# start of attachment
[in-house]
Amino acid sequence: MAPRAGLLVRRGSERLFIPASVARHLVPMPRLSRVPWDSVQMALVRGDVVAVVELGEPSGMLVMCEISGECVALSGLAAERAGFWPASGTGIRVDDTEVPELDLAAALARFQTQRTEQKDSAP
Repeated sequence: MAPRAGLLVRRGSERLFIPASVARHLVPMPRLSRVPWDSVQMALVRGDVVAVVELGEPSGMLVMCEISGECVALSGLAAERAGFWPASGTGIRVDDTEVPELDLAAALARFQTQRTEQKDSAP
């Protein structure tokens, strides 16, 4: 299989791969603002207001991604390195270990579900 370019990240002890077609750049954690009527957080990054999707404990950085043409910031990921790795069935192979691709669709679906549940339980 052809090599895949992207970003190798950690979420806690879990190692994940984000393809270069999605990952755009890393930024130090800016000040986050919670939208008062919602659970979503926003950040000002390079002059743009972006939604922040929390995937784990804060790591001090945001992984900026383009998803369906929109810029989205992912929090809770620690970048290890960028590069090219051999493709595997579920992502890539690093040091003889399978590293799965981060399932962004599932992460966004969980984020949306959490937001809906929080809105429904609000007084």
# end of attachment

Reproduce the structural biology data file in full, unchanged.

[in-house]
Amino acid sequence: MAPRAGLLVRRGSERLFIPASVARHLVPMPRLSRVPWDSVQMALVRGDVVAVVELGEPSGMLVMCEISGECVALSGLAAERAGFWPASGTGIRVDDTEVPELDLAAALARFQTQRTEQKDSAP
Repeated sequence: MAPRAGLLVRRGSERLFIPASVARHLVPMPRLSRVPWDSVQMALVRGDVVAVVELGEPSGMLVMCEISGECVALSGLAAERAGFWPASGTGIRVDDTEVPELDLAAALARFQTQRTEQKDSAP
């Protein structure tokens, strides 16, 4: 299989791969603002207001991604390195270990579900 370019990240002890077609750049954690009527957080990054999707404990950085043409910031990921790795069935192979691709669709679906549940339980 052809090599895949992207970003190798950690979420806690879990190692994940984000393809270069999605990952755009890393930024130090800016000040986050919670939208008062919602659970979503926003950040000002390079002059743009972006939604922040929390995937784990804060790591001090945001992984900026383009998803369906929109810029989205992912929090809770620690970048290890960028590069090219051999493709595997579920992502890539690093040091003889399978590293799965981060399932962004599932992460966004969980984020949306959490937001809906929080809105429904609000007084």